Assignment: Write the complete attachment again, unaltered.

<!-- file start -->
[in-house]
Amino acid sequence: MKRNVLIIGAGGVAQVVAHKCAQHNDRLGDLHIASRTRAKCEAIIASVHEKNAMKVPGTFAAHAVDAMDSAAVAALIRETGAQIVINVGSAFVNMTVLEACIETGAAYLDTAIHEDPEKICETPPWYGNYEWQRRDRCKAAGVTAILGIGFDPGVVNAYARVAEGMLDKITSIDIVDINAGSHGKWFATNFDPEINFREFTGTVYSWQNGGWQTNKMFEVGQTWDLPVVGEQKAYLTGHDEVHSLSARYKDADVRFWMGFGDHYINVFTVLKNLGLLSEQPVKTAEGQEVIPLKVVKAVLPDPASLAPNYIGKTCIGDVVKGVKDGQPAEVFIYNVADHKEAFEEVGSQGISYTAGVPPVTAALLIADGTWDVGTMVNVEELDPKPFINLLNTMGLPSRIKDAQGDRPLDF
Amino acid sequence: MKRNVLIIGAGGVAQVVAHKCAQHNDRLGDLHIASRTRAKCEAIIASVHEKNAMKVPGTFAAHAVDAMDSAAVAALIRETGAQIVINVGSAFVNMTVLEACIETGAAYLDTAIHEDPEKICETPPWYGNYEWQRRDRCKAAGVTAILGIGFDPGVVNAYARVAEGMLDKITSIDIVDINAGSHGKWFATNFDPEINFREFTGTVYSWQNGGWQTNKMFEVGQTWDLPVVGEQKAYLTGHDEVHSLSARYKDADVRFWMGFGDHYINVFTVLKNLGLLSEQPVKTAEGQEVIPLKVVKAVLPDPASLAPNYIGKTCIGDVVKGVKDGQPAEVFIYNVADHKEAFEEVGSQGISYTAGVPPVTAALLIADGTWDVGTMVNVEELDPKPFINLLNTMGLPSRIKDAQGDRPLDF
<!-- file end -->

[in-house]
Amino acid sequence: MKRNVLIIGAGGVAQVVAHKCAQHNDRLGDLHIASRTRAKCEAIIASVHEKNAMKVPGTFAAHAVDAMDSAAVAALIRETGAQIVINVGSAFVNMTVLEACIETGAAYLDTAIHEDPEKICETPPWYGNYEWQRRDRCKAAGVTAILGIGFDPGVVNAYARVAEGMLDKITSIDIVDINAGSHGKWFATNFDPEINFREFTGTVYSWQNGGWQTNKMFEVGQTWDLPVVGEQKAYLTGHDEVHSLSARYKDADVRFWMGFGDHYINVFTVLKNLGLLSEQPVKTAEGQEVIPLKVVKAVLPDPASLAPNYIGKTCIGDVVKGVKDGQPAEVFIYNVADHKEAFEEVGSQGISYTAGVPPVTAALLIADGTWDVGTMVNVEELDPKPFINLLNTMGLPSRIKDAQGDRPLDF
Amino acid sequence: MKRNVLIIGAGGVAQVVAHKCAQHNDRLGDLHIASRTRAKCEAIIASVHEKNAMKVPGTFAAHAVDAMDSAAVAALIRETGAQIVINVGSAFVNMTVLEACIETGAAYLDTAIHEDPEKICETPPWYGNYEWQRRDRCKAAGVTAILGIGFDPGVVNAYARVAEGMLDKITSIDIVDINAGSHGKWFATNFDPEINFREFTGTVYSWQNGGWQTNKMFEVGQTWDLPVVGEQKAYLTGHDEVHSLSARYKDADVRFWMGFGDHYINVFTVLKNLGLLSEQPVKTAEGQEVIPLKVVKAVLPDPASLAPNYIGKTCIGDVVKGVKDGQPAEVFIYNVADHKEAFEEVGSQGISYTAGVPPVTAALLIADGTWDVGTMVNVEELDPKPFINLLNTMGLPSRIKDAQGDRPLDF